Rep. Marjorie Taylor Greene responds to being stripped of House committees
WASHINGTON, D.C. - Freshman Rep. Marjorie Taylor Greene of Georgia responded Friday, a day after being stripped of her committee assignments by the House Democratic majority over racist remarks, her embrace of conspiracy theories, and her past endorsement of violence against leading Democratic officials.
Underscoring the political vise her inflammatory commentary has clamped her party into, nearly all Republicans voted against the Democratic move but none defended her lengthy history of outrageous social media posts.
"I'm sorry for saying all those things that are wrong and offensive, and I sincerely mean that. And I'm happy to say that. I think it's good to say when we've done something wrong," the 46-year-old congresswoman said during a press conference Friday morning.
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Greene was on the Education and Labor Committee and the Budget Committee. Democrats were especially aghast about her assignment to the education panel, considering the past doubt she cast on school shootings in Florida and Connecticut.
"If I was on a committee, I'd be wasting my time because my conservative values wouldn't be heard and neither would my district's [values]," Greene said.
Committee assignments are crucial for lawmakers for shaping legislation affecting their districts, creating a national reputation, and raising campaign contributions. Even social media stars like Greene could find it harder to define themselves without the spotlights that committees provide.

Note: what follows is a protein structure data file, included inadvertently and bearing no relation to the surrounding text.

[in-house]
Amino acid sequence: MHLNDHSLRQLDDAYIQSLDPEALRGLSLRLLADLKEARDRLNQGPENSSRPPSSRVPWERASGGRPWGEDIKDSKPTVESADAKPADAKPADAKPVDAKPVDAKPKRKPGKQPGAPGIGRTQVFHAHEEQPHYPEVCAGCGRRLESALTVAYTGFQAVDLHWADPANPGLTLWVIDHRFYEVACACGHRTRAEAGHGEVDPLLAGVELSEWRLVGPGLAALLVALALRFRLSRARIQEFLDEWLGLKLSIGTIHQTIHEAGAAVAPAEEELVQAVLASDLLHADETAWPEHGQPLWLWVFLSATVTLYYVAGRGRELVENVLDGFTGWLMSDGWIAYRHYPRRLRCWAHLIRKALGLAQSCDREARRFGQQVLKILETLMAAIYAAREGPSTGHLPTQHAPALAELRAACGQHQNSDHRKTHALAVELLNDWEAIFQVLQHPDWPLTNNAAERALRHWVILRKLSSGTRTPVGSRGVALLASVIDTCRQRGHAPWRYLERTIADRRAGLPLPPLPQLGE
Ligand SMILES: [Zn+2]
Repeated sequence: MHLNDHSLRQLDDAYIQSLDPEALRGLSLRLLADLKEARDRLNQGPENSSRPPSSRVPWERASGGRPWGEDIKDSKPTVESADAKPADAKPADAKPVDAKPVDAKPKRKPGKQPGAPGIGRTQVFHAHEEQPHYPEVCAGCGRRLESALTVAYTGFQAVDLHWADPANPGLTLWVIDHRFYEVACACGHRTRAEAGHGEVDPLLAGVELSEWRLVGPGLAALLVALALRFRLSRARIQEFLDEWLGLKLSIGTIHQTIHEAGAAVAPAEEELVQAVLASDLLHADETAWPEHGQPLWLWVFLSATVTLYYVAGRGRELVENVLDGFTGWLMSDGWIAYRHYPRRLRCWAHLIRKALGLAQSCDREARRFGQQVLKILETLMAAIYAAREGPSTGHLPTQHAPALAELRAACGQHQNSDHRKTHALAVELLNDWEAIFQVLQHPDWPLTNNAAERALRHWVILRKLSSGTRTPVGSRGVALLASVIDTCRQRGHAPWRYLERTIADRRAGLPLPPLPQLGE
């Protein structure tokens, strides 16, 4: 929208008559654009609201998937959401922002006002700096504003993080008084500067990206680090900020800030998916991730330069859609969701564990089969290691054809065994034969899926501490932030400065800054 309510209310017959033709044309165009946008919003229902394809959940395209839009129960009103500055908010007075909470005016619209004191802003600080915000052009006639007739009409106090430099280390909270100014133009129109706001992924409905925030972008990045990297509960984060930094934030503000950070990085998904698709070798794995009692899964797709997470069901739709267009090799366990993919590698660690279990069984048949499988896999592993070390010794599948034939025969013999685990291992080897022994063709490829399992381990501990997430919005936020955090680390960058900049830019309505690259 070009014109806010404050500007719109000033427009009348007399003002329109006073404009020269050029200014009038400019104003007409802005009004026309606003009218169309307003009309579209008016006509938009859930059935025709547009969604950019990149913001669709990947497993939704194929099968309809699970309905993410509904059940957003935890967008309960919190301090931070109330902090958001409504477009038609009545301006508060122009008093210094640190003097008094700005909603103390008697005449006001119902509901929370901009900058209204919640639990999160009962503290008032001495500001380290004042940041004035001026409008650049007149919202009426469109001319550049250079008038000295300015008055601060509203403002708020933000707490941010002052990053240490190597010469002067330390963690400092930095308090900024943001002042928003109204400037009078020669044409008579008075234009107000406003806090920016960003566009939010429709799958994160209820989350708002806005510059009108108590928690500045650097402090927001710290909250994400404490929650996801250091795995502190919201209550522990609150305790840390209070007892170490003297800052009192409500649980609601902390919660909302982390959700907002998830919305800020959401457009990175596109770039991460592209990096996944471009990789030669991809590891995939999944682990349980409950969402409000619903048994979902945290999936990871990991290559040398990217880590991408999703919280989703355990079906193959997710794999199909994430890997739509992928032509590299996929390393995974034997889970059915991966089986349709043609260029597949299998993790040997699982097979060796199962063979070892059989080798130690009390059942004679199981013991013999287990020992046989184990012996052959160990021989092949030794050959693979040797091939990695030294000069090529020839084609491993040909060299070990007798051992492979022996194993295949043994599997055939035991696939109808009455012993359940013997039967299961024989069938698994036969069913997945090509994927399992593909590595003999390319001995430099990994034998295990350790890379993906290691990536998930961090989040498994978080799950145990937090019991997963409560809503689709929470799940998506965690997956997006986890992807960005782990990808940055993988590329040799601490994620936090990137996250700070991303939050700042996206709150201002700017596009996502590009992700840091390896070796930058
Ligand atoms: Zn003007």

"You know what they did? They actually stripped my district of their voice. They stripped my voters of having representation to work for them," Greene said.
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RELATED: Former political opponent of Rep. Marjorie Taylor Greene speaks out
News organizations have unearthed countless social media videos and "likes" in which Greene embraced absurd theories like suspicions that Hillary Clinton was behind the 1999 death of John F. Kennedy Jr. Greene responded, "Stage is being set," when someone posted a question about hanging Clinton and former President Barack Obama.
She addressed the press’ coverage of her and about politics, in general, the past few years.
"Do you want your legacy to be the platform that destroyed our nation and caused our people to hate one another? Or would you rather be a platform that told the truth, because you're given the great gift of the freedom of the press, so you can tell the truth," Greene said.
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The chamber’s near party-line 230-199 vote was the latest instance of conspiracy theories becoming pitched political battlefields, an increasingly familiar occurrence during Donald Trump’s presidency. He faces a Senate trial next week for his House impeachment for inciting insurrection after a mob he fueled with his false narrative of a stolen election attacked the Capitol.
The Associated Press contributed to this report